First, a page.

Paradise Lost

It’s 1:30 am and I am wide awake in a “sleeper” coach heading from New Delhi to Jaipur. The bus has experienced a delay or two along the way and it has become apparent that we won’t be pulling into Jaipur at midnight as expected.

Two days spent in New Delhi were a nice way to ease into what I believe will be frenzied weeks in India. I’ve heard a lot about culture shock during the first few days here and I had some of my own when I arrived in ND. My first stop was checking into a brand new hotel that provided a bit of immediate culture. It was, by far, the nicest place I have ever stayed, by a kilometer. 🙂

Upon arrival, one of the 1,000 staff members greeted me with a neck chain of flowers, greeting with head oils and wishes of luck and good health, and a private “in room” check in. The room was amazing (an overused word I know, but it WAS amazing)! There was fresh fruit, a cool beverage, and huge tub. As the “butler” showed me around the palatial space, I tried not to appear giddy – and tried to be nonchalant like I see this kind of room every day. However, when he pulled out the IPod that was used as a remote control for everything in the room, I couldn’t control my look of shock and awe. The staff was lovely. After two days, I have forgotten what it feels like to open a door for myself and have come to appreciate a line of team members anxious to meet my every need.

Aaahhh…a down comforter, sturdy pillows, 100’s of movie options to choose from my bed. Only yesterday and it feels like a dream, because 24 hours later, and my head reluctantly sits on a vinyl pillow in a top story bunk that isn’t even as big as the hotel tub. As I peek my head out of the curtain, there is a police officer on the bus trying to help the driver and another passenger figure out where his money has gone…stolen or lost?

My first days in New Delhi were oppressively hot, but as a Chicagoan, I am proud of my weather resilience and believe there is little Mother Nature can do to intimidate me.* I learned to navigate the easy to use Metro system to visit Connaught Place, the Jama Masjid mosque, the Red Fort, and Humayun’s Tomb.

The walk between the Metro and Red Fort was laden with persistent “touts” trying to solicit Rickshaw rides which is very typical. I am very accustomed to being approached to spend money, but there was a different feel about this area, one I have yet to identify specifically. It was a mix of poverty and disrepair that I can’t describe adequately with words…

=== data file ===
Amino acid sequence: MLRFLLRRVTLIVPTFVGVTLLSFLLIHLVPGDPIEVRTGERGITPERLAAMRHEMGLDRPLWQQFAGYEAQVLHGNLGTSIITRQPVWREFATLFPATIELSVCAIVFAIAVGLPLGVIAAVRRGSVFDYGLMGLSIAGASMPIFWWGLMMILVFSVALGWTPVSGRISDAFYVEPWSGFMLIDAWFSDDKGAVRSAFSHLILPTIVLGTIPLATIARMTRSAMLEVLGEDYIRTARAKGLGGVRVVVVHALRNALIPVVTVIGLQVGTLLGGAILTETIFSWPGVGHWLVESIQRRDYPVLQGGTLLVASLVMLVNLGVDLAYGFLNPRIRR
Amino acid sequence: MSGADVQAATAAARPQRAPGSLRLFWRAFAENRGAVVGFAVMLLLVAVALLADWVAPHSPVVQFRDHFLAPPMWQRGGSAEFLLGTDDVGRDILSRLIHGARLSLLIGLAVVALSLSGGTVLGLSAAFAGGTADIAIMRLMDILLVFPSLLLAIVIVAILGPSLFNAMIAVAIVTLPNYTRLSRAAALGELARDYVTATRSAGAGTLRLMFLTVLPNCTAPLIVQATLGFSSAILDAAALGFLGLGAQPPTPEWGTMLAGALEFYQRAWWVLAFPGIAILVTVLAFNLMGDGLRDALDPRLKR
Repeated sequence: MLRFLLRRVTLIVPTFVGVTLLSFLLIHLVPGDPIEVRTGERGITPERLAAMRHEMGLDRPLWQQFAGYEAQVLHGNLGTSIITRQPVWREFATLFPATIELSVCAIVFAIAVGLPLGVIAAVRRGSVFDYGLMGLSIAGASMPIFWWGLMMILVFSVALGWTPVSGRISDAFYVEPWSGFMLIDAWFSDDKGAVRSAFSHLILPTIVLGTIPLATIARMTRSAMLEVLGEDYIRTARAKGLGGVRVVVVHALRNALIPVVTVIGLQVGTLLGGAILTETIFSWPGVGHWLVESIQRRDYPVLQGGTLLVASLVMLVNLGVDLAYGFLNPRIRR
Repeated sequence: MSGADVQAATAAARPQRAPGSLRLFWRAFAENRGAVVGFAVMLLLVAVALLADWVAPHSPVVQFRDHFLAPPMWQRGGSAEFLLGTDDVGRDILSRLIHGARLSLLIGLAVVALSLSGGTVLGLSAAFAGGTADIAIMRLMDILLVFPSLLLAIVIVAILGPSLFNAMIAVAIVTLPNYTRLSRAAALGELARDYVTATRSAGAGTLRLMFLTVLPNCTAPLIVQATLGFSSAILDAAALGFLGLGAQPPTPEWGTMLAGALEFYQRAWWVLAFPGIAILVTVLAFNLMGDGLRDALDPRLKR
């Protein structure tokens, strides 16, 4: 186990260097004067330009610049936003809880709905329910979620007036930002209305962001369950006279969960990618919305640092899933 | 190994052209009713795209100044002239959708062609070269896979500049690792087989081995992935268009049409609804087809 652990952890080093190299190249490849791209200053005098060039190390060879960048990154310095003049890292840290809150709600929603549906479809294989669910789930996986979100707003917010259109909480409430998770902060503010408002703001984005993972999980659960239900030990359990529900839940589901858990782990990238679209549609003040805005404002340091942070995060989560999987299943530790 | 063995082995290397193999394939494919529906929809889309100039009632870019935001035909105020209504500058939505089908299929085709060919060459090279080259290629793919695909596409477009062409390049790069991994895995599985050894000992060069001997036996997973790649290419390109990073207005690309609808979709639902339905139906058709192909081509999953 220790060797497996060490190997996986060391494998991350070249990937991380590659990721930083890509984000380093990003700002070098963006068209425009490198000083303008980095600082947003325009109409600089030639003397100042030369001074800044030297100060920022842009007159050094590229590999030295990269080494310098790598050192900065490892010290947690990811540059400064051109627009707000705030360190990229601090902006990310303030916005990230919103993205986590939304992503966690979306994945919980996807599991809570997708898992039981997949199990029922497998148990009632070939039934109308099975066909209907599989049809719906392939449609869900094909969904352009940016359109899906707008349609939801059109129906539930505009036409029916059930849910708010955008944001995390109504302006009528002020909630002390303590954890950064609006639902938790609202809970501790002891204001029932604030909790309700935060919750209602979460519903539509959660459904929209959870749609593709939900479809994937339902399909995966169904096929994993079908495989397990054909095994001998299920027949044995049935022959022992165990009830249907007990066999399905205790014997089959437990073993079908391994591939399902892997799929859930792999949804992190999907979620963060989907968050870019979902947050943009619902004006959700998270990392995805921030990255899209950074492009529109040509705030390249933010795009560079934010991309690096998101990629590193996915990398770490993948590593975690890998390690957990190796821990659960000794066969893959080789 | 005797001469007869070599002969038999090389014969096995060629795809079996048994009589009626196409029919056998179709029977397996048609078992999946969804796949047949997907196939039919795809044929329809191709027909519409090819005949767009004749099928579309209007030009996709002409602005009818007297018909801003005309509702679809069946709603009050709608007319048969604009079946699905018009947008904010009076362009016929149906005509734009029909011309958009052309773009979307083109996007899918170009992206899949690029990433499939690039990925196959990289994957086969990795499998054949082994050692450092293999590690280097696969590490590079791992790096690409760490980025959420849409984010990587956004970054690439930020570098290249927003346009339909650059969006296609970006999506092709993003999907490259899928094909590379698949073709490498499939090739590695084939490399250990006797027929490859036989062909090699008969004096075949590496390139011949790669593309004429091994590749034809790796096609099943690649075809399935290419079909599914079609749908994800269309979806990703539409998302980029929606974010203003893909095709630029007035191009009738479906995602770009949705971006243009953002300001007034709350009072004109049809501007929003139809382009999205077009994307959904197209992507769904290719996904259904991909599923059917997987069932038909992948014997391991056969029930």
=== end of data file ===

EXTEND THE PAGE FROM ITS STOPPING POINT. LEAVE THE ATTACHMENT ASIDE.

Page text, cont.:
Hours behind “schedule” and we are on the road again. It looks like this cramped space will in fact be where I spend my entire night, so I’m off to sleep were I’m hoping for a sweet flashback dream imagining that I’m still enjoying the Leela Palace.

*Dear Mother Nature..please don’t see this as a challenge. I would prefer to avoid a monsoon during my time in India.

About bartoszblog

Working as a teacher has taught me about life. Working at the front desk of a hotel taught me a lot about people.
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4 Responses to Paradise Lost

  1. Lisa Kelly says:

    Bet you felt like a Queen at the “Palace”!!!! No Monsoons!!! Prayers going out for continued safe travels!!

  2. Jackie Miuchelon says:

    Nancy, love the blogs! You are definitely on one amazing journey. Can’t wait to hear about everything first hand. Enjoy!!

  3. marion purcelli says:

    My darling Nancy: One sleeper experience will be all you ever need in a lifetime!
    Take it from one who had the similar adventure in Chile. I truly enjoyed grasping the idea of something new; something I had never done in my long life…but quickly came to appreciate learning I will never need do it again.
    I hope that decision is not a consequence of aging. I am sure it is not because in my time here on God’s green Earth I challenged and overcame the difficulties of life and was savvy enough to leave the impossible to the Almighty.
    I will remind you to treasure all you are experiencing in a unique part of the world….you will never forget India.

  4. Michelle Torrise says:

    Nancy, I really enjoy reading about your adventures. What a wonderful experience you are sharing.

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